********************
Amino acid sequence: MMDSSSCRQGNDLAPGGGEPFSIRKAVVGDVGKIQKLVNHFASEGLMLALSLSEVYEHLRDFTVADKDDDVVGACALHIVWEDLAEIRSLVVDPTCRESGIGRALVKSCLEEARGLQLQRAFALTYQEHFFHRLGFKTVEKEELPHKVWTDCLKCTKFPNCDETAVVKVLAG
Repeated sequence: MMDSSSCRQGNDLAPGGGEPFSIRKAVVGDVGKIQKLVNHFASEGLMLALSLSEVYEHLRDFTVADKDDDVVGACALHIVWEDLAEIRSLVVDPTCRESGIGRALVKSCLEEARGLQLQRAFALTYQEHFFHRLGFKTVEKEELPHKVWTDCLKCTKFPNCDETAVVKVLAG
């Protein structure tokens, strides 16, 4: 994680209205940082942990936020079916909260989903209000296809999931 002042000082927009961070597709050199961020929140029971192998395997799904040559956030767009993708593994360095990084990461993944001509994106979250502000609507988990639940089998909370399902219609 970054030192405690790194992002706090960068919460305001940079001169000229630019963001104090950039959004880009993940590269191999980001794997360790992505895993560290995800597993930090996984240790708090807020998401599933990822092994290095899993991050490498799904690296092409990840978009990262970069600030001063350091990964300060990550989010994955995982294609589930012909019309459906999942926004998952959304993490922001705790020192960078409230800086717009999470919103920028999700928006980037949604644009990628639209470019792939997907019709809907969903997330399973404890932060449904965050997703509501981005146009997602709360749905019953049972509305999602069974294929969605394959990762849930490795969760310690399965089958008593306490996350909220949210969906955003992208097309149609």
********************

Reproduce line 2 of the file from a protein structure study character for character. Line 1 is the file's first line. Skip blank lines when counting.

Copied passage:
Repeated sequence: MMDSSSCRQGNDLAPGGGEPFSIRKAVVGDVGKIQKLVNHFASEGLMLALSLSEVYEHLRDFTVADKDDDVVGACALHIVWEDLAEIRSLVVDPTCRESGIGRALVKSCLEEARGLQLQRAFALTYQEHFFHRLGFKTVEKEELPHKVWTDCLKCTKFPNCDETAVVKVLAG